Sunday, 24 January 2010
Whispers of Terror written by Justin Richards and directed by Gary Russell
American Attitude: Oh Peri, Peri, Peri….do you know I can never deicide if Peri is an integral part of the show or a complete turd. I love Nicola Bryant and think she is extremely game, she rocked in her two stories with Davison and managed to be the best thing about The Twin Dilemma. Season 22 saw her turn into a hysterical hang along, not really contributed to the series and just there to get into scrapes and moan. It is such a waste of her character so it is nice to see that Big Finish have given her a new lease of life on audio. Peri is pretty quiet in this story; she has her initial longing to get back to the TARDIS (of course), reveals a curious eye for detail but still runs off blundering into trouble.
Great Ideas: Having a blind character is a stroke of genius and rather than taking the obvious route of having all the characters explain what is happening visually he uses Gantman to conceal the plot twist that Napton is really Crane.
A life form that has manipulated itself as a sound wave, that can escape through any medium that carries sound has so many possibilities. The only thing it can’t do is be absolutely quiet because it exists as sound (I love how this creature could have been any sound that was running through our ears…very creepy). Having the Doctor capture him by taping him onto a CD is inspired Purnell torture his by deleting parts of the disc and stretching others is just horrible. The creature plans to manifest a version of itself everywhere that the broadcast is received – millions of mad, homicidal waveforms.
Purnell’s death scene is a surprise ending, tricked into opening a sound file sent by (the apparently dead) Stenguard and ripping her car to pieces.
Standout Performance: Lisa Bowerman who I simply adore as Bernice Summerfield makes a surprisingly uncharismatic villain which is quite refreshing in Doctor Who. She is a plain speaking, conniving, political Nazi. I love her casual ‘How dare you!’ when the Doctor starts accusing her of manipulating the speeches – she can’t even be bothered to sound genuinely hurt!
Ham Fisted: Rebecca Jenkins is a little too hysterical in places. Sometimes less is more.
Sparkling Dialogue: This is a Justin Richards script so I expected some gems…
‘Something grand and theatrical from the old school of acting no doubt, loud, bombastic, not my sort of thing really.’ – The sixth Doctor!
‘I think there’s more to this than meets the ear!’
‘Strange, I was there when Barclay searched you but some how he missed this knife. Those voices must have really screwed you up.’ This was a really creepy scene.
‘If you don’t like it, don’t listen to it!’
‘I hope it gets better than this.’
‘Democracy – an outdated, unworkable system that disperses power so thinly it hardly exists. A morally justifiable way of doing nothing. Procrastination made politic!’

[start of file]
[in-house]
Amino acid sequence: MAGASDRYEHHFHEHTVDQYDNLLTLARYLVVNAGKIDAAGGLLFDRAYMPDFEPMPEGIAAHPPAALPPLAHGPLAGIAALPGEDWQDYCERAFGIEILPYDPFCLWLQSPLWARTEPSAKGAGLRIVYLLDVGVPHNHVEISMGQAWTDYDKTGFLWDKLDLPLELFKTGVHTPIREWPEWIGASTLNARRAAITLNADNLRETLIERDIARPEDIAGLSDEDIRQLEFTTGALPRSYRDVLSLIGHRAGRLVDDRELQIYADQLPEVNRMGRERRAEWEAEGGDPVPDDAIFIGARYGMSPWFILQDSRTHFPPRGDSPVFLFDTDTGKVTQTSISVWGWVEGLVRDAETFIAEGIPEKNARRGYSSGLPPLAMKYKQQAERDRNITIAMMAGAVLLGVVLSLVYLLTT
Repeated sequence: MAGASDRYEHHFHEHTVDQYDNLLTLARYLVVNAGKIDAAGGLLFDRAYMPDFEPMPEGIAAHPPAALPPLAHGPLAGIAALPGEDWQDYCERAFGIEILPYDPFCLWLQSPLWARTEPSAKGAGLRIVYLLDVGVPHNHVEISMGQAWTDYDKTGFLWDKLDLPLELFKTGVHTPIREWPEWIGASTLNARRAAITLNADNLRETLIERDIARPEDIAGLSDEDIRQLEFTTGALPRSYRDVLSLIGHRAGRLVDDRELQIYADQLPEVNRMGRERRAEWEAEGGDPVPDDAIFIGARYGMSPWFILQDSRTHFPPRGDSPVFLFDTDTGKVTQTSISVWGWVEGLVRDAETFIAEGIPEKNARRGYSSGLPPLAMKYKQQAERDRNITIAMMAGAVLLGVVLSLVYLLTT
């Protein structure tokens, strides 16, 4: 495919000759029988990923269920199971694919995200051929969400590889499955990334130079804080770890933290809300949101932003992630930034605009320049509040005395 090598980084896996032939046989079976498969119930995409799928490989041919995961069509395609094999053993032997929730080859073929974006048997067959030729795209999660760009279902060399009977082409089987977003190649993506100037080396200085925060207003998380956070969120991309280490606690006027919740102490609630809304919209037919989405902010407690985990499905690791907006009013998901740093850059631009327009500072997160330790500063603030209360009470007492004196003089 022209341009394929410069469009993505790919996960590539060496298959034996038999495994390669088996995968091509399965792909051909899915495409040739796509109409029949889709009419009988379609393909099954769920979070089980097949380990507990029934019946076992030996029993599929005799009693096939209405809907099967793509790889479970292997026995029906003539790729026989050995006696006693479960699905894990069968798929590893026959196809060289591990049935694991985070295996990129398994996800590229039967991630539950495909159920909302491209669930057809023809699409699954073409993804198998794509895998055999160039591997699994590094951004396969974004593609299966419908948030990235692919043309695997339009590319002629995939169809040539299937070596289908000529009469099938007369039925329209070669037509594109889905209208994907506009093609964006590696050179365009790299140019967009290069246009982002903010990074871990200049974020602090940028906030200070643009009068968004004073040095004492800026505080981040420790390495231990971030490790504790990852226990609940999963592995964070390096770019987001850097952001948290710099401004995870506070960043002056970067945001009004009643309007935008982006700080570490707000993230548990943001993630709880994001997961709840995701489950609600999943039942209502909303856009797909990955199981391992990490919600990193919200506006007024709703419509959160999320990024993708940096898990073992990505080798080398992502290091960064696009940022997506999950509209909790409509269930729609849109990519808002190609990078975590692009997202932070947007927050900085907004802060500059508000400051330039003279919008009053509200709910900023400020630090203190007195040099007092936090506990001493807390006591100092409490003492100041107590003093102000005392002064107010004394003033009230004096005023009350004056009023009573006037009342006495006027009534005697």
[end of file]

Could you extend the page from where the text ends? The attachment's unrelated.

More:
‘We’ll drop by in a few years to hear how you’re getting on.’
‘Now I’ve heard everything.’ The TARDIS dematerialisation sound.
Musical Cues: This is an genuine 80’s score, intrusive, synthesised, bold and occasionally atmospheric. Even Nick Briggs hates some of it but apparently it was written in quite a rush. Big Finish are still taking their baby steps, soon they would abandon trying to imitate what has been and forge their own path.
Isn’t that Odd: That the middle of the CD booklet is a disgusting sickly yellow colour. Whose idea was that? The end of episode three is really badly directed – it feels like it should be an important moment but its plain with a minimum of sound effects.
Something I learnt from The Inside Story: Justin Richards read the first episode to test its length and it came out at 45 minutes long! When he asked Gary Russell if he could do another audio and what he was after, Russell replied ‘Something simpler!’
Standout Moment: Purnell causing her own political suicide was punch-the-air good. The Doctor secretly broadcasts her confession to murdering Crane.
Result: An interesting story written by a good storyteller who has put some real thought into how to construct a tale on audio. You have a Museum of Aural Antiquities, a sound creature, speeches holding the narrative together and a blind character disgusing plot twists. At times the story is a little too authentic to the time period it hails from as the music drones on and the Doctor and Peri bicker but the plot and direction are good enough to see you though. Colin Baker seems to relish being back in the driving seat but his best work is still to come and butts heads memorably with Lisa Bowerman here, a world away from their very different roles in Birthright. I like experimental stories and Whispers of Terror stylishly commits to telling a audio tale as forcefully and as intellectually as possible: 8/10
Artwork by Simon Hodges @ http://hisi79.deviantart.com/